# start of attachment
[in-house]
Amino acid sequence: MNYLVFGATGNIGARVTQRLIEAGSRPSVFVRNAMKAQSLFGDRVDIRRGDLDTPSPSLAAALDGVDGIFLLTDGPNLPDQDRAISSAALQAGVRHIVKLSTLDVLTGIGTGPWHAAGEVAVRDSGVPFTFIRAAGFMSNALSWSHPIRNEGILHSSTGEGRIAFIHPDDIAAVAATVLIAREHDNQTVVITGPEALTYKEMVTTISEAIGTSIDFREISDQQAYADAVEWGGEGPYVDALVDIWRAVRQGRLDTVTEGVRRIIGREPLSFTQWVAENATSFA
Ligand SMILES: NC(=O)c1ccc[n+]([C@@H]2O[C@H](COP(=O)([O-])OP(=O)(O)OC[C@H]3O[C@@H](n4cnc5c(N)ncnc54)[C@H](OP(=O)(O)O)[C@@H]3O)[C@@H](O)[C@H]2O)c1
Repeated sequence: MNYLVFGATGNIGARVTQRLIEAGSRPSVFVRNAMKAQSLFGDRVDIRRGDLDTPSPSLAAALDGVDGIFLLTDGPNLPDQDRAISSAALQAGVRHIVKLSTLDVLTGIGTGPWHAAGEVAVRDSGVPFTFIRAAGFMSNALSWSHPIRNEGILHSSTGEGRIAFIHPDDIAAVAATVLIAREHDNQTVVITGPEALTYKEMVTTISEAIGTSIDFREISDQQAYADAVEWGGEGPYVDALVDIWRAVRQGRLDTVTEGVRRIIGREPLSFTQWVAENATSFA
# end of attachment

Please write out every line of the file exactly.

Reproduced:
[in-house]
Amino acid sequence: MNYLVFGATGNIGARVTQRLIEAGSRPSVFVRNAMKAQSLFGDRVDIRRGDLDTPSPSLAAALDGVDGIFLLTDGPNLPDQDRAISSAALQAGVRHIVKLSTLDVLTGIGTGPWHAAGEVAVRDSGVPFTFIRAAGFMSNALSWSHPIRNEGILHSSTGEGRIAFIHPDDIAAVAATVLIAREHDNQTVVITGPEALTYKEMVTTISEAIGTSIDFREISDQQAYADAVEWGGEGPYVDALVDIWRAVRQGRLDTVTEGVRRIIGREPLSFTQWVAENATSFA
Ligand SMILES: NC(=O)c1ccc[n+]([C@@H]2O[C@H](COP(=O)([O-])OP(=O)(O)OC[C@H]3O[C@@H](n4cnc5c(N)ncnc54)[C@H](OP(=O)(O)O)[C@@H]3O)[C@@H](O)[C@H]2O)c1
Repeated sequence: MNYLVFGATGNIGARVTQRLIEAGSRPSVFVRNAMKAQSLFGDRVDIRRGDLDTPSPSLAAALDGVDGIFLLTDGPNLPDQDRAISSAALQAGVRHIVKLSTLDVLTGIGTGPWHAAGEVAVRDSGVPFTFIRAAGFMSNALSWSHPIRNEGILHSSTGEGRIAFIHPDDIAAVAATVLIAREHDNQTVVITGPEALTYKEMVTTISEAIGTSIDFREISDQQAYADAVEWGGEGPYVDALVDIWRAVRQGRLDTVTEGVRRIIGREPLSFTQWVAENATSFA